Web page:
The so-called War of the English Succession (1689-97) was fought as a result of the accession of the Dutch Prince of Orange to the English throne (as William III) and the consequent alliance of England with Holland against the territorial ambitions of France under Louis XIV. Control of the English Channel was a vital priority to both sides in the conflict and three major naval engagements took place in its waters between 1690 and 1693, the first and last of which proved decisive victories for the French.
Known to history as the Battle of La Hogue, the second of these three engagements was a more favourable affair beginning with a spirited action off Barfleur on 19th May 1692 which, due to fog, ended indecisively. When, the next day, the fog lifted, a general chase of the French fleet ensued which resulted in its partial destruction almost a week later. After Barfleur, the French - under the Comte de Tourville - retreated westwards along the northern coast of the Cotentin Peninsular towards the Channel Islands. Many of their original force of forty-four ships-of-the-line managed to escape but fifteen French vessels were caught by the floodtide and, unable to find a safe anchorage, were swept back eastwards into the open bays of Cherbourg and La Hogue. It was there that Admiral Russell and his large Anglo-Dutch fleet found the enemy and brought him to action in a succession of attacks between 22nd and 24th May which are referred to collectively as the battle of La Hogue.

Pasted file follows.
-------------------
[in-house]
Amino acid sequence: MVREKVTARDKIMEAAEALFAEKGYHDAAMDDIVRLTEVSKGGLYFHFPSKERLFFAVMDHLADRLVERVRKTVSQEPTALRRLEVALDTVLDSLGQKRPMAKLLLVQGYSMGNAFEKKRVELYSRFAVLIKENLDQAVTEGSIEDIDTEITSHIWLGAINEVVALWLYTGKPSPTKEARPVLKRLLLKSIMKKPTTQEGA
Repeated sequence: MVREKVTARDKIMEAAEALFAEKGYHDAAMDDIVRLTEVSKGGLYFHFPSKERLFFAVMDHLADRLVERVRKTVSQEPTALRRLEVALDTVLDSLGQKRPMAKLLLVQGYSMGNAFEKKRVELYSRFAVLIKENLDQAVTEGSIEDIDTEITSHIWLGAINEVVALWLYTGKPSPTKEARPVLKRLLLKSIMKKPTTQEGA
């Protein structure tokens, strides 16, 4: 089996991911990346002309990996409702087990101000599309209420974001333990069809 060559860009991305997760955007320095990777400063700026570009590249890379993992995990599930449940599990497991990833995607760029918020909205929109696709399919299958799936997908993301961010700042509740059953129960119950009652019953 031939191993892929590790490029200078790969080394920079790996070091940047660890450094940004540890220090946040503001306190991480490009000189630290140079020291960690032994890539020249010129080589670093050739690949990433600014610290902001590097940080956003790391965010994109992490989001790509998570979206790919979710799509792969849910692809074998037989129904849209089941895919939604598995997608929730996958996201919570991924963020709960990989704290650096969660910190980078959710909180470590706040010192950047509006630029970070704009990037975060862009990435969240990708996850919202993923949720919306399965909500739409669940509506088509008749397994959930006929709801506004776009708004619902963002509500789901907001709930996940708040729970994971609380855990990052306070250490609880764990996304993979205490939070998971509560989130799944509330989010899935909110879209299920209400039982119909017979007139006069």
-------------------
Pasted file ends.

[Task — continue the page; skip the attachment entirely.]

The first of these attacks took place on 22nd May when Sir Ralph Delevall's squadron found de Tourville's flagship, the huge 106-gun Soleil Royal, in company with Admirable, 90-guns, and Triomphant, 74-guns, all stranded in Cherbourg Bay. Unable to take his capital ships in because of the low water, Delevall sent in three fireships along with the boats of his squadron to attack the enemy. Despite fierce resistance by the French, supported by their shore batteries, the fireship Blaze made for and burnt Soleil Royal, her sister Wolf destroyed Triomphant, and the boats took and burned Admirable. With this success achieved, the main Anglo-Dutch fleet then moved on to La Hogue where, by nightfall on 24th May, the last of the enemy ships had also fallen victim to the same fireship strategy. With French supremacy in the Channel temporarily eclipsed, this was not only a decisive victory against France within sight of her own shores but it also effectively ended any hope of restoring the Jacobite House of Stuart to the English throne.